By Alisa Radut, Fall 2017 IAC Student Intern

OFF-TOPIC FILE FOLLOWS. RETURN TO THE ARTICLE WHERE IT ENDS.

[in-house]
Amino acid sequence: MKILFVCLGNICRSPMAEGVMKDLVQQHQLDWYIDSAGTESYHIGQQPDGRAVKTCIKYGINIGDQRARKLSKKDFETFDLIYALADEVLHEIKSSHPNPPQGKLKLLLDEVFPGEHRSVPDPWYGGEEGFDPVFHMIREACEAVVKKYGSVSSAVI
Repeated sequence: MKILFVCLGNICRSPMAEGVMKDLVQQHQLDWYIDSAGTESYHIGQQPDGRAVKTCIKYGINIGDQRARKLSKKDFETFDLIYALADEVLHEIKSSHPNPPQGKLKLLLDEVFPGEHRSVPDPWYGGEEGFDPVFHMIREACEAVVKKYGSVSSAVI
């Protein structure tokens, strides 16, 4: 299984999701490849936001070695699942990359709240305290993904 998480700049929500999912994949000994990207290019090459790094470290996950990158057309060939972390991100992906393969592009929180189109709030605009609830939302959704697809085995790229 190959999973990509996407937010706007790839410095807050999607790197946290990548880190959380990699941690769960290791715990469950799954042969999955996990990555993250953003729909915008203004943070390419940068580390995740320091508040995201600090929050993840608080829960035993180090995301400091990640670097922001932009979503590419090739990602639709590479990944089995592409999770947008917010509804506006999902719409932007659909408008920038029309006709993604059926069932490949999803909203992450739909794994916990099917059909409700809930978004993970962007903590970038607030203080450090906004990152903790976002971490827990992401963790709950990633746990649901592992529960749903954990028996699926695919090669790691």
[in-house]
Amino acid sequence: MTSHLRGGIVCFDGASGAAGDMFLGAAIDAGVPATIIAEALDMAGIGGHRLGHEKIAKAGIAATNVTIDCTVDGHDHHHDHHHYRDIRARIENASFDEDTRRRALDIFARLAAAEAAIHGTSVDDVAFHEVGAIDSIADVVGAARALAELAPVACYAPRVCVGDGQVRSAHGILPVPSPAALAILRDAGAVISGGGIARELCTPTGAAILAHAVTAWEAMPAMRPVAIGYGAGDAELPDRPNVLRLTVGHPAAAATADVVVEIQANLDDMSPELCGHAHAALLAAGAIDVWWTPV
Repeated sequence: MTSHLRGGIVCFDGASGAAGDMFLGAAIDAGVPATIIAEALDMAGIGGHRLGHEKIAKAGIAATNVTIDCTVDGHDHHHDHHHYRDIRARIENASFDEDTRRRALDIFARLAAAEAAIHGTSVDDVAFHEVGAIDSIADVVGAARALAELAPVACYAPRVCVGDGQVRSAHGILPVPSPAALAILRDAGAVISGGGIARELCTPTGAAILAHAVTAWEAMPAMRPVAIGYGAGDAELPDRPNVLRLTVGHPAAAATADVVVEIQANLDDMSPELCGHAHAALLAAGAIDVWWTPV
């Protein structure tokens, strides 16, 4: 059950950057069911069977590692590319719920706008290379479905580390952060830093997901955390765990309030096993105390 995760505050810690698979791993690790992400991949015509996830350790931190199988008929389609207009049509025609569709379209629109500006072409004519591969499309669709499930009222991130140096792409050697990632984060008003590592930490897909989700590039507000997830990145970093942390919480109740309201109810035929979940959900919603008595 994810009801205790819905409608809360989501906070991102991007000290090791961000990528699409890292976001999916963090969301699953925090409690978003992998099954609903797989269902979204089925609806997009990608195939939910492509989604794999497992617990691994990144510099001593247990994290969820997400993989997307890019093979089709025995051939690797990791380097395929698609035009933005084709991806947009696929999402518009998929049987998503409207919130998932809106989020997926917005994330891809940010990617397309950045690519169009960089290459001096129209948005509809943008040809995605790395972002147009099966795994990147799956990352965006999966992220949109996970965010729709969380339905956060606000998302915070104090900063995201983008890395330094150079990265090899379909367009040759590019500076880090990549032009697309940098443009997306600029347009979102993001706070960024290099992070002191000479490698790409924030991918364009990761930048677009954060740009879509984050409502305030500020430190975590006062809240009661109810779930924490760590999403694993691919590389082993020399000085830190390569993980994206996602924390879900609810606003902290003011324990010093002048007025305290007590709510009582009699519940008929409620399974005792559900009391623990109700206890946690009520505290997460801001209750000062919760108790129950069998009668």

I live in Atlanta, the capital of Equifax. In light of the recent data breach, I have growing concerns about the safety of my personal information and identity, as might you. Fortunately, our friends at the Federal Trade Commission have provided a useful and practical blog with advice on what to do in the event your information is compromised, as was that of 143 million U.S. consumers, as well as people in the Canada and the UK (that’s equivalent to almost half of the American population!). As one of the three major credit reporting agencies, Equifax exposed millions of Americans’ social security numbers, birthdates, and addresses to the cyberattack. If you are one of the millions of people affected by the breach, or are just concerned about the safety of your personal information, the FTC recommends some steps you should take to help prevent the misuse of your sensitive data. First, start by finding out if your information was compromised by visiting the Equifax website. Next, obtain free credit reports from all three reporting agencies (Equifax, Transunion, and Experian), and report any activity you do not recognize. It is important you continue to monitor your existing accounts closely and frequently. Increasingly worrisome is the rate and frequency at which big companies are experiencing these types of data breaches, which could create life-long identity theft threats. A security analyst on USA Today advises consumers to monitor their financial activity weekly, as data obtained is likely to be used for years. Also troubling is the fact that major executives of Equifax sold their stock a month before the press release reporting the breach.